An emphasis on expanding geographic and topographic knowledge and detail from the 16th to the 18th centuries, was often replaced by a growing interest in the emerging sciences and physical environment in the 19th century. The maps are very useful for local history, allowing almost every feature in the landscape to be shown.
The use of different projections and printing technologies, particularly in the 20th century, allow many other themes, including imperialism, trade, travel, and peace, to be illustrated. They provide good detail of all buildings, streets, railways, industrial premises, parkland, farms, woodland, and rivers.
Read further information about Claudius Ptolemy and the Geography.
View copies of Ptolemy's The Times Survey Atlas of the World (1920) was a landmark folio world atlas, defining the world and its countries in detail for the period after the First World War.
Our new interactive Boundaries viewer allows counties and parishes from the 1950s, and unitary authorities, districts and boroughs from 2017, to be viewed on a range of different map backgrounds.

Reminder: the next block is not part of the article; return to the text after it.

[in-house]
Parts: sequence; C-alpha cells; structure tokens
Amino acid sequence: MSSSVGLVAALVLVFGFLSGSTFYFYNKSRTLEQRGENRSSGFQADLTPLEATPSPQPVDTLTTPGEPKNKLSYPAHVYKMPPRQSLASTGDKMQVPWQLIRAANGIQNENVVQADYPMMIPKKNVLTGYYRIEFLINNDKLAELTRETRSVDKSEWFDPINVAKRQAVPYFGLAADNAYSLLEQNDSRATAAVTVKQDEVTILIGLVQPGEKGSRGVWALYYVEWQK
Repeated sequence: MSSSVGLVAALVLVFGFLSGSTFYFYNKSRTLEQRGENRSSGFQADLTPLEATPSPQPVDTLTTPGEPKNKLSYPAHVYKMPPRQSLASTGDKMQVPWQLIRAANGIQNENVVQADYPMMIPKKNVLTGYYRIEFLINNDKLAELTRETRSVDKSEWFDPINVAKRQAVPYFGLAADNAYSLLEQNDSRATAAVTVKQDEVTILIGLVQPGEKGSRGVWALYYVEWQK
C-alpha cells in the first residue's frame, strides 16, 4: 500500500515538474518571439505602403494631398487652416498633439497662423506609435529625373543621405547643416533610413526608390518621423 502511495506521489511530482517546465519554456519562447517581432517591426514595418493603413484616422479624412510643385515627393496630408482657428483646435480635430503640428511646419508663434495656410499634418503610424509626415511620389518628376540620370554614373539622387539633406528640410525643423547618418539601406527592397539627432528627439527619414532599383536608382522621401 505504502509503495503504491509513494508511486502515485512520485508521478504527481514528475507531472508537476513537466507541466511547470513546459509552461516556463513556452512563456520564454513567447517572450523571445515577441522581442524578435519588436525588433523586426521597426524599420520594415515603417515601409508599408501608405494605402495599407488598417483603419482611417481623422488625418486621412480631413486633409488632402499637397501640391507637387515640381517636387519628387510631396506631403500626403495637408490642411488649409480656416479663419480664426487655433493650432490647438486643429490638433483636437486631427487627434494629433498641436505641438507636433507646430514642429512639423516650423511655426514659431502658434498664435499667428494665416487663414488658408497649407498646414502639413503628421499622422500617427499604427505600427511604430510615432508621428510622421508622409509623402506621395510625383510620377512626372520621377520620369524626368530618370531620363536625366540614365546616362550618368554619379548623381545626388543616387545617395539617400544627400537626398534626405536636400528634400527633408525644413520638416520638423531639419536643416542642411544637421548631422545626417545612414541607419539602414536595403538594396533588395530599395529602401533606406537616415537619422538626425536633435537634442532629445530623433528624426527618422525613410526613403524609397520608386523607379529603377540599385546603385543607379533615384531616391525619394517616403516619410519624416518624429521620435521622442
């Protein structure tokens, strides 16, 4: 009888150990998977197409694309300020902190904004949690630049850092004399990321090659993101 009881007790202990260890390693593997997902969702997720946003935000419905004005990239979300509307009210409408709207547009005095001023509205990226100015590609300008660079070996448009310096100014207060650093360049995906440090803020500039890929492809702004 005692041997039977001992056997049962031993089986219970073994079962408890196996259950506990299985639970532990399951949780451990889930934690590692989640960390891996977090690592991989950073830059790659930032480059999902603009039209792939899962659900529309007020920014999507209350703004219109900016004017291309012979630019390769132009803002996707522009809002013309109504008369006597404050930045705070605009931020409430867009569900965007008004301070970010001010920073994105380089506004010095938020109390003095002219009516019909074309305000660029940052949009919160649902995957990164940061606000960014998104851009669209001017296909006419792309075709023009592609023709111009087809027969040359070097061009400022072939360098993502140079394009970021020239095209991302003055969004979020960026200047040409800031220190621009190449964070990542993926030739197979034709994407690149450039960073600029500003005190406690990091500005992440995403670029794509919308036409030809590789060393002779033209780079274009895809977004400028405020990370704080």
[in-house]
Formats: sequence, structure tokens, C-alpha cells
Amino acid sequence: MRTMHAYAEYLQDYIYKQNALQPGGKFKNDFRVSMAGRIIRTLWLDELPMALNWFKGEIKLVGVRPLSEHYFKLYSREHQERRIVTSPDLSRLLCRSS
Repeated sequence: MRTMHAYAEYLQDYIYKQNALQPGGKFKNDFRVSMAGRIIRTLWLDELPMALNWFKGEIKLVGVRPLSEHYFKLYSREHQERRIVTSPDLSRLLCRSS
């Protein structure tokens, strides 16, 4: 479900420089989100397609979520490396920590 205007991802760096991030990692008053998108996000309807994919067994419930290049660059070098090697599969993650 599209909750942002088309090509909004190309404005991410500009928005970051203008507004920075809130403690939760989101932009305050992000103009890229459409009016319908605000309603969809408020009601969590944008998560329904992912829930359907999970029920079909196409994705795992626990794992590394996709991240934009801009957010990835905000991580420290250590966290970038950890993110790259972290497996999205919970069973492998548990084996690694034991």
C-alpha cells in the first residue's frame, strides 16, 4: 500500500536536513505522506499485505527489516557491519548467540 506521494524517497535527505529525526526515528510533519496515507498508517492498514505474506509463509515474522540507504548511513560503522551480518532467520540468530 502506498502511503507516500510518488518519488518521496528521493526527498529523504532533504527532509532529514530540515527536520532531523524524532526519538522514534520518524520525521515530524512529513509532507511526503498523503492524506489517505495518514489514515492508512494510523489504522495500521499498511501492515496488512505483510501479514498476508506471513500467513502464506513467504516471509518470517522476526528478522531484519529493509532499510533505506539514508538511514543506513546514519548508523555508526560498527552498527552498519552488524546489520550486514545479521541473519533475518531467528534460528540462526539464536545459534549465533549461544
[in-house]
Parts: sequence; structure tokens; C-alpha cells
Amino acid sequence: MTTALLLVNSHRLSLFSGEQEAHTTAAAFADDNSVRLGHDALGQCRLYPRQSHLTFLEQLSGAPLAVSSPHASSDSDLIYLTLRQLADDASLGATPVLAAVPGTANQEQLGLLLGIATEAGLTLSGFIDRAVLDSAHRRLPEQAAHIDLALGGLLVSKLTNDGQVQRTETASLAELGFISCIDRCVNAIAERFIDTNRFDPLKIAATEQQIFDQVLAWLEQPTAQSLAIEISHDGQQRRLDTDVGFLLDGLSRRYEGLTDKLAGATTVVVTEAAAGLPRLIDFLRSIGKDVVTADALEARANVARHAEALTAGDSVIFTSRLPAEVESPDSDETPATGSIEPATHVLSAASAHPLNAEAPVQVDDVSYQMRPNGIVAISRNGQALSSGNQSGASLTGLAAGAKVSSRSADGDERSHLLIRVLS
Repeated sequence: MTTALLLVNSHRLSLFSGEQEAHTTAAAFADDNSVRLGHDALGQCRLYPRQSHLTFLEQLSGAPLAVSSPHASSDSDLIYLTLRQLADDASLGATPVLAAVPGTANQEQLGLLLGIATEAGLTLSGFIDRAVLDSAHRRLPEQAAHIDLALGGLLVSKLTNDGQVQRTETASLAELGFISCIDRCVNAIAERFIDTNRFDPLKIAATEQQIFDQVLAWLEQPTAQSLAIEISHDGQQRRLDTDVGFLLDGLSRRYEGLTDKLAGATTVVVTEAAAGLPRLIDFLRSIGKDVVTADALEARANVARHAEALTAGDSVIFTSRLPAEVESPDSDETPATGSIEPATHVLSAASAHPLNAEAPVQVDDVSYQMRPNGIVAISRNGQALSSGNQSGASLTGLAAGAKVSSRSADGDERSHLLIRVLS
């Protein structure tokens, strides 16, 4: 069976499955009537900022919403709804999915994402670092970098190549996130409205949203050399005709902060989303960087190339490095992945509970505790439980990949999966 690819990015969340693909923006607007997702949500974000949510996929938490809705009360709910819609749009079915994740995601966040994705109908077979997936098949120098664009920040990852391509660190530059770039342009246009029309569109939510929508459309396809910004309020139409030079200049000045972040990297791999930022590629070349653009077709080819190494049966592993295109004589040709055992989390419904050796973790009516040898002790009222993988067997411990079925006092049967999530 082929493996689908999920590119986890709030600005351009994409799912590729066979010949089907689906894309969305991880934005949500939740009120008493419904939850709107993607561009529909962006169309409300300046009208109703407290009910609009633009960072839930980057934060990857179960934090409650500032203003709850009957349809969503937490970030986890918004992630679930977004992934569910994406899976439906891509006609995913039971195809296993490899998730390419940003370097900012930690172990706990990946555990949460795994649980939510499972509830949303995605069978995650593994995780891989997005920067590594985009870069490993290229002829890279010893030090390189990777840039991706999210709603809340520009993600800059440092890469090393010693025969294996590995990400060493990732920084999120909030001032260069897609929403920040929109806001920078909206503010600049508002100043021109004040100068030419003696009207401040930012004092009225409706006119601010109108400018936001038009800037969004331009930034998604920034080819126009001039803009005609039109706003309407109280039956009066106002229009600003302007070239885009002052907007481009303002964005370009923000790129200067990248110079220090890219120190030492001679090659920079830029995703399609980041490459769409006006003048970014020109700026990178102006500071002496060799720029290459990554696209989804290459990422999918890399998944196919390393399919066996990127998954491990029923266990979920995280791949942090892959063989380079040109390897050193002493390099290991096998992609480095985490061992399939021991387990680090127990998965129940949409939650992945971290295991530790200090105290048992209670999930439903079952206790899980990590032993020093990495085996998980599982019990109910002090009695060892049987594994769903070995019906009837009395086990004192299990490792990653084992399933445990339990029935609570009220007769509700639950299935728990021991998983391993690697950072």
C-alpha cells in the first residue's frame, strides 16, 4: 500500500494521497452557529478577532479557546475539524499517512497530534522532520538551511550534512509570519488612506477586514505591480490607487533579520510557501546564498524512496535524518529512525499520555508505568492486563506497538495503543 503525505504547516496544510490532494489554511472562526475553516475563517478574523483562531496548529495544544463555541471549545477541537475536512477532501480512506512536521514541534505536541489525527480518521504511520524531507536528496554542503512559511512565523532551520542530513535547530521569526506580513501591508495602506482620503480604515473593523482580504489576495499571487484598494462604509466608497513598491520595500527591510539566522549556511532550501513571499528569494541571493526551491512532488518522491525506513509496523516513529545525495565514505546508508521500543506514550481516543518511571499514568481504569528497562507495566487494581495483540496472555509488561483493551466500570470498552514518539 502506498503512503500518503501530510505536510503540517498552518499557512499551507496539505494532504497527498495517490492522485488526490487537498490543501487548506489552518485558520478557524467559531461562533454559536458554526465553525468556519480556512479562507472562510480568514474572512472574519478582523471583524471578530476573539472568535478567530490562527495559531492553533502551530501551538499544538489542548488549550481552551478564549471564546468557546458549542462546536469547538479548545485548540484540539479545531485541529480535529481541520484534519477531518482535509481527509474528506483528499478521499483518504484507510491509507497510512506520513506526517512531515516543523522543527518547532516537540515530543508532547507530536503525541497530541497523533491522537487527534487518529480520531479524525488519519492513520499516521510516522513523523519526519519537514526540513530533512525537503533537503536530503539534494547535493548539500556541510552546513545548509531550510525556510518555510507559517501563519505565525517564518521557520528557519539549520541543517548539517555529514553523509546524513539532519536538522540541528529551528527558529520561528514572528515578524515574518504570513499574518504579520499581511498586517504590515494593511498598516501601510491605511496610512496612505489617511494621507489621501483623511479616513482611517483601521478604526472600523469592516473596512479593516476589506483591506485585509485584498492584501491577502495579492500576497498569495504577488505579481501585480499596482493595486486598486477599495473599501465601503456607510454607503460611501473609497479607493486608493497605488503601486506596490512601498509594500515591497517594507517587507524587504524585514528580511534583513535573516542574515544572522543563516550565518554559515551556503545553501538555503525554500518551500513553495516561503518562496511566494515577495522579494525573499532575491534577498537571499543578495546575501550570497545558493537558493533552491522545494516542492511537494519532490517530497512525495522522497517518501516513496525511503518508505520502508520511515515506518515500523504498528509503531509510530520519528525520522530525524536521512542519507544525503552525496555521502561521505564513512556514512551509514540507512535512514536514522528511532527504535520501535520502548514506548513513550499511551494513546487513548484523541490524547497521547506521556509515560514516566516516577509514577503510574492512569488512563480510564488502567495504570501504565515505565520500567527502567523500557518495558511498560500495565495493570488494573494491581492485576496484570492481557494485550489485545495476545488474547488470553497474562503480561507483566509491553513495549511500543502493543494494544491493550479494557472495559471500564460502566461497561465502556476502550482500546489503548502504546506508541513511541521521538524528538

These estate maps date from the 1750s to the 1840s and show the rural landscape of farms, buildings, fields, woodland, roads, and rivers in great detail.
It included 112 colour maps, all specially compiled for the Atlas over the previous 5 years, and including many thematic maps, as well as political and topographic maps.
Earlier editions of the Times Atlas had been published from 1895, but this was the first Times world atlas with maps prepared by the Edinburgh Geographical Institute of John Bartholomew & Son Ltd.
The set consists of a title sheet and 15 map sheets at a scale of one inch to the mile, and are supplemented with a single-sheet index map at a scale of five miles to the inch.
We have recently added a further 300 estate maps of south-west Scotland, scanned by the Dumfries Archival Mapping Project.